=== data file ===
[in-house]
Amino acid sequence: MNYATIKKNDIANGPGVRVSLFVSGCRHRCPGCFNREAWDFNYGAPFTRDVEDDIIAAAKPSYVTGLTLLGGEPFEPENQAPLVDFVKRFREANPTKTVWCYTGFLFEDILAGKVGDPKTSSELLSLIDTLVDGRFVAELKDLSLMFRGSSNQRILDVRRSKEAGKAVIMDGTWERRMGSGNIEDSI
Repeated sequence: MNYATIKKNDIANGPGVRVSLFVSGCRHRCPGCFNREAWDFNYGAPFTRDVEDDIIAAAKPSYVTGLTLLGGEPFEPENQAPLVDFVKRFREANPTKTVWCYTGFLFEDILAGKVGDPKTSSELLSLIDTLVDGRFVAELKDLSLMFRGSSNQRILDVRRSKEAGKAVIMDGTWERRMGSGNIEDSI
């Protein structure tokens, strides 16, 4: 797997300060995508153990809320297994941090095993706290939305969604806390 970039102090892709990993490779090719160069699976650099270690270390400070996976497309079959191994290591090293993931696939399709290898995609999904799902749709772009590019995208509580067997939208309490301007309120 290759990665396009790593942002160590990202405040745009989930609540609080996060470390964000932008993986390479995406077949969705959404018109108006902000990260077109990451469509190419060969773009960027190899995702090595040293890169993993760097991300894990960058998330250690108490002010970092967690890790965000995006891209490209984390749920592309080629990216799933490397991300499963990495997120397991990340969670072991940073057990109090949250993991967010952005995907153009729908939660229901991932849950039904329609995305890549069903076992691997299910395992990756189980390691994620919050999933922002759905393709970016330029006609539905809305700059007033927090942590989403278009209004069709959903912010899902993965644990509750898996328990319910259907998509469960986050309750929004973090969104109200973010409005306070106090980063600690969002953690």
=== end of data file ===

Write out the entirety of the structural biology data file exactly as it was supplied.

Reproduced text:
[in-house]
Amino acid sequence: MNYATIKKNDIANGPGVRVSLFVSGCRHRCPGCFNREAWDFNYGAPFTRDVEDDIIAAAKPSYVTGLTLLGGEPFEPENQAPLVDFVKRFREANPTKTVWCYTGFLFEDILAGKVGDPKTSSELLSLIDTLVDGRFVAELKDLSLMFRGSSNQRILDVRRSKEAGKAVIMDGTWERRMGSGNIEDSI
Repeated sequence: MNYATIKKNDIANGPGVRVSLFVSGCRHRCPGCFNREAWDFNYGAPFTRDVEDDIIAAAKPSYVTGLTLLGGEPFEPENQAPLVDFVKRFREANPTKTVWCYTGFLFEDILAGKVGDPKTSSELLSLIDTLVDGRFVAELKDLSLMFRGSSNQRILDVRRSKEAGKAVIMDGTWERRMGSGNIEDSI
């Protein structure tokens, strides 16, 4: 797997300060995508153990809320297994941090095993706290939305969604806390 970039102090892709990993490779090719160069699976650099270690270390400070996976497309079959191994290591090293993931696939399709290898995609999904799902749709772009590019995208509580067997939208309490301007309120 290759990665396009790593942002160590990202405040745009989930609540609080996060470390964000932008993986390479995406077949969705959404018109108006902000990260077109990451469509190419060969773009960027190899995702090595040293890169993993760097991300894990960058998330250690108490002010970092967690890790965000995006891209490209984390749920592309080629990216799933490397991300499963990495997120397991990340969670072991940073057990109090949250993991967010952005995907153009729908939660229901991932849950039904329609995305890549069903076992691997299910395992990756189980390691994620919050999933922002759905393709970016330029006609539905809305700059007033927090942590989403278009209004069709959903912010899902993965644990509750898996328990319910259907998509469960986050309750929004973090969104109200973010409005306070106090980063600690969002953690």